The word "Amtrak" should be all it takes to persuade policymakers of the need to assert fiscal discipline in dealing with the nation's troubled airlines.
United Airlines, the largest carrier operating out of Los Angeles and San Francisco, faces a rough ride, even by the standards of an industry awash in turbulence. Parent company UAL posted an $889-million third-quarter loss. Union workers, who own 55% of the company, tentatively have agreed to $5.8 billion in concessions -- but their retirement fund threatens to sell off anemic UAL shares.
Bankruptcy looms for United, the world's second-largest airline, and it is lobbying fiercely for a $1.8-billion federal loan guarantee, which it describes as necessary to bridge an approaching cash shortfall.
The loan guarantee program that Congress passed after 9/11 made good sense. But it is clear that hard-pressed airlines must be viable in the long run before knocking on Uncle Sam's door -- or the nation risks traveling a dangerous track similar to the one that led to the heavily subsidized Amtrak rail system. The possibility of war and an oil price hike underscores that airlines must operate on a sound financial footing.
The federal Air Transportation Stabilization Board, which is reviewing United's application, must remember that such loans are to deal with problems created in the wake of Sept. 11 -- not long-standing issues. Loan guarantees make little sense if an airline's costs -- including wages and salaries -- remain out of balance with demand. And good service and attractive ticket prices are crucial.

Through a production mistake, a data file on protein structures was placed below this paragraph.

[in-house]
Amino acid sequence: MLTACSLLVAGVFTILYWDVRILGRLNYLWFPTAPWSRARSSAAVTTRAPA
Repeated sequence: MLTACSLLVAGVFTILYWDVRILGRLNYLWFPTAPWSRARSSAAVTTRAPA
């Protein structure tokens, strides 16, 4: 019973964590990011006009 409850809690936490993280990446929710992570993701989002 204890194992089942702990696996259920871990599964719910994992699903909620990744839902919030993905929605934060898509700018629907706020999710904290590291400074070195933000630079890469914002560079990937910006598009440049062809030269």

Airlines already have grounded enough workers and aircraft to create a substantial new carrier. But the pain isn't over. The industry lost a cumulative $7 billion in 2001 and will lose another $7 billion this year.
Economics texts say that Bankruptcy Court is exactly where an unprofitable airline belongs. United argues that a loan guarantee is the solution to its woes.
What's needed is a middle course similar to the one taken by US Airways Group, which won a loan guarantee but also negotiated substantial labor concessions and is using Bankruptcy Court to shed unprofitable routes and reorganize its finances.
Using bankruptcy to knock well-paid pilots into a lower tax bracket might make some envious souls feel better, and winning a loan guarantee might spare airline executives some sleepless nights. But neither is guaranteed to make an airline attractive to the flying public.
To give United the loan guarantee it's after, the federal board must decide whether the company has shed enough excess costs. It must also see a business plan that meets consumer demand for solid service and competitive pricing. When the economy does rebound, that's what the flying public will want. Absent the traveling public's endorsement, airlines risk becoming another subsidized drain on the economy.